Colt 1860 Army Richards “Cartridge Conversion” Revolver
Gun: Colt 1860 Army Richards “Cartridge Conversion”
Condition: NRA Antique Very Good
The years immediately following the American Civil War presented an interesting dilemma for the Colt Patent Firearms Co. Its reliable percussion revolvers had been the most popular military sidearms during the conflict. Colt produced around 380,000 cap-and-ball revolvers during the war years.
The introduction of metallic-cartridge revolvers by Colt and others was slowed by the fact that Smith & Wesson owned the Rollin White patent on a cylinder bored through end-to-end, which was a basic feature of most effective cartridge revolvers. Accordingly, S&W had more or less of a monopoly on the cartridge-revolver field through the 1850s and 1860s. When the patent expired, the field was open for Colt and others to enter the cartridge-revolver market.
Colt had the tooling in place for production of its percussion revolvers, along with a stock of unused parts. There was also considerable interest in adapting percussion revolvers to fire the new metallic-cartridge ammunition. Colt developed a series of designs that could be used to convert an existing percussion gun to a cartridge revolver.
The various conversion systems used by Colt are known as the Thuer, followed by the Richards and finally the Richards-Mason. The most obvious changes involved various methods of replacing the percussion cylinder and hammer with parts designed for cartridges.
All Colt revolvers produced with these systems have come to be called “Cartridge Conversions” by collectors, although this is not entirely correct. Indeed, some existing percussion revolvers were converted to fire cartridges, but many of these guns were newly manufactured. It’s interesting to note that they were made and sold by Colt at the same time the firm was making new revolvers specifically designed for cartridges, such as the famous Single Action Army.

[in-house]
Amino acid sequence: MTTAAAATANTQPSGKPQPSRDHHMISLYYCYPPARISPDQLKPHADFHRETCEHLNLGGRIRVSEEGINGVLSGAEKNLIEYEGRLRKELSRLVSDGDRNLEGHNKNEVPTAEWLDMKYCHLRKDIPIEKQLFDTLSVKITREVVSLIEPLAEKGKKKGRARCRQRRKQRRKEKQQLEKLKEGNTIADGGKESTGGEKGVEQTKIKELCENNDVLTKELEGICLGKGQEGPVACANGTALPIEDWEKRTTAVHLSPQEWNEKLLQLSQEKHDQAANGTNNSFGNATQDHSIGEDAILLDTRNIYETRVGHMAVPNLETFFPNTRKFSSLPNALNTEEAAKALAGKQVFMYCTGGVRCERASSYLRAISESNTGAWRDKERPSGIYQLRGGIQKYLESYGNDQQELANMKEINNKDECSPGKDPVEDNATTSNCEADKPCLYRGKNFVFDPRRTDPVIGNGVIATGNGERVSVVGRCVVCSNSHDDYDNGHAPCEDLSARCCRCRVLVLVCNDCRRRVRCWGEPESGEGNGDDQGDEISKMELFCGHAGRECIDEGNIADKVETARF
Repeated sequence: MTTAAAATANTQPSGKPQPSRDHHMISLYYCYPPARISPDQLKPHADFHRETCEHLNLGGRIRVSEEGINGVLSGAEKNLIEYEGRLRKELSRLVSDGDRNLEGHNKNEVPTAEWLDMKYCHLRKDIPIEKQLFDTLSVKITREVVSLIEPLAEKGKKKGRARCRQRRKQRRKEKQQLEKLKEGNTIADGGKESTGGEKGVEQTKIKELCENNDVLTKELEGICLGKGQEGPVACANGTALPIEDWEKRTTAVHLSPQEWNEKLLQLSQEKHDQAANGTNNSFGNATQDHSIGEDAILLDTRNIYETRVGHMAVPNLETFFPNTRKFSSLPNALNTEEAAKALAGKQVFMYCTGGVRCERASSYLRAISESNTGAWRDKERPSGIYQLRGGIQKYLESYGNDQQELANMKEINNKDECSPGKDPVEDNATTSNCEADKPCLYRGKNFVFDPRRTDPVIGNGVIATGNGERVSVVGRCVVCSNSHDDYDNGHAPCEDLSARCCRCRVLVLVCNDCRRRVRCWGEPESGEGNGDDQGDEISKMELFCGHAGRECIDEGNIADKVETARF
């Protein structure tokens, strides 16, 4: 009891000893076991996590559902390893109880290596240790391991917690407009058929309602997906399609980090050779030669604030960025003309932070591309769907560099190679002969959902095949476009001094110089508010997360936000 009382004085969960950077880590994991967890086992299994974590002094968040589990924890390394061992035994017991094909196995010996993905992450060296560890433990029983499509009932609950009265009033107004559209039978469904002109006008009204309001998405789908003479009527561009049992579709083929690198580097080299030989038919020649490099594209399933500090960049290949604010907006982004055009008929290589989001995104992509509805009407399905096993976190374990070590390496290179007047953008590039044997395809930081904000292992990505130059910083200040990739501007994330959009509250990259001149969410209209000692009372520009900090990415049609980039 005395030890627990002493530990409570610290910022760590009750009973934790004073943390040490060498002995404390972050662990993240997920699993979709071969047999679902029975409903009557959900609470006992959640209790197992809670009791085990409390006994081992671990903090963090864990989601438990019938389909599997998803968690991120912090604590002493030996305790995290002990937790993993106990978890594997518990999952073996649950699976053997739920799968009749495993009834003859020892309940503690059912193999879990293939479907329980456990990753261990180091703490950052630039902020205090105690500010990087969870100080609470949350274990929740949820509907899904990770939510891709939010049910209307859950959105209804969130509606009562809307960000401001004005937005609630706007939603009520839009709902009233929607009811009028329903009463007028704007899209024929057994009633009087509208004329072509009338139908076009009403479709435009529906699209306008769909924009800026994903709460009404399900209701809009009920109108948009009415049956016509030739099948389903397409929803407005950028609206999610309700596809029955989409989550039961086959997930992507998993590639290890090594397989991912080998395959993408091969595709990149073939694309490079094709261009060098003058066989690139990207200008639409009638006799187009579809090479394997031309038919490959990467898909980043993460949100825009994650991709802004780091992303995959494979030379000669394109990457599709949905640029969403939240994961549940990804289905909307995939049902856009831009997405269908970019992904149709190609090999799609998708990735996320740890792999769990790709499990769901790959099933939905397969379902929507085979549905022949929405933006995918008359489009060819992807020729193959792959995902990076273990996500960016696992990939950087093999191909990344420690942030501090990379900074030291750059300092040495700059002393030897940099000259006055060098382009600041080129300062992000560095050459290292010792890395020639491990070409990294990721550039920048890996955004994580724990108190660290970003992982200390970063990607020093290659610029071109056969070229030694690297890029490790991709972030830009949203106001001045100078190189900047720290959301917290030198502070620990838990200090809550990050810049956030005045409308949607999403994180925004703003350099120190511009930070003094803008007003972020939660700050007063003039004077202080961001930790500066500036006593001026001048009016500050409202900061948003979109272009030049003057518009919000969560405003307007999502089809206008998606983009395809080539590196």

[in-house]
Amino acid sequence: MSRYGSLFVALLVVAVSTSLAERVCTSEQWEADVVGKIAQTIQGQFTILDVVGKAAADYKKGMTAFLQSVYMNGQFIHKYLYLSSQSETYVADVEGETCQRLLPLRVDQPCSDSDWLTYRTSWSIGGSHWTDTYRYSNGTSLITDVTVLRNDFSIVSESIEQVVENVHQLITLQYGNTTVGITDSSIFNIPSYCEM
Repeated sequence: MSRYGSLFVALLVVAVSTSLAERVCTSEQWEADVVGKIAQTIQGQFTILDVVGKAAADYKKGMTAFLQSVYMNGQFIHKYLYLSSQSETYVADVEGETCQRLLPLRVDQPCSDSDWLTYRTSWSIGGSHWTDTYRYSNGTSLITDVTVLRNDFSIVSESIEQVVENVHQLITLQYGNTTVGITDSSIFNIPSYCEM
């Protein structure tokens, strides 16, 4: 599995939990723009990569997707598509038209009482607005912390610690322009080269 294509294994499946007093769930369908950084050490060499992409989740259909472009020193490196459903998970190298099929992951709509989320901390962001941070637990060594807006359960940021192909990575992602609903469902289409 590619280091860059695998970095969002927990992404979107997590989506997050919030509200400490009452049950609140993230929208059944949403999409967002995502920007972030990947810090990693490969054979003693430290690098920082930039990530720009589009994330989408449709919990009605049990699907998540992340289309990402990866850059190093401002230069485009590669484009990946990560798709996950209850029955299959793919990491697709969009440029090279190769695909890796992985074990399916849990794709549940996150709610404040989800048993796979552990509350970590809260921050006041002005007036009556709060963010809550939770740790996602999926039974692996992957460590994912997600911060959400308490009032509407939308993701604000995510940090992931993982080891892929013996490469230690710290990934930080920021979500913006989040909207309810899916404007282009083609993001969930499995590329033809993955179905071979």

A number of factors combine to make the Colt “conversions” popular with collectors. They were all produced during the colorful 1870s and have a good association with the Old West, relatively few were made compared to many other models, and the variety of conversion techniques applied to a number of different models and configurations resulted in a field rich with variations to be collected and studied.
While externally similar to a standard Colt 1860 Army cap-and-ball revolver (inset, l.), the gun being discussed is a breech-loading, .44-cal., center-fire, 1860 Army Model Richards-pattern, metallic-cartridge revolver (inset, r.). It was not a conversion, having been originally manufactured to fire cartridges as shown by its low serial number.
This Colt 1860 Richards is in NRA Antique Very Good condition with generally crisp metal, good remainders of original bright bluing in protected areas and faint case colors still visible on the frame. It has strong markings, including the rolled cylinder scene showing a naval engagement that is often lost on heavily worn examples.
The one-piece wood grips show significant wear with some original finish remaining. Its value to a collector is probably in the $2,500 to $5,000 range. Even heavily worn, cut-barrel or poorly refinished examples seldom can be found for less than $1,000, while the very few that are found in exceptional condition can bring more than $20,000.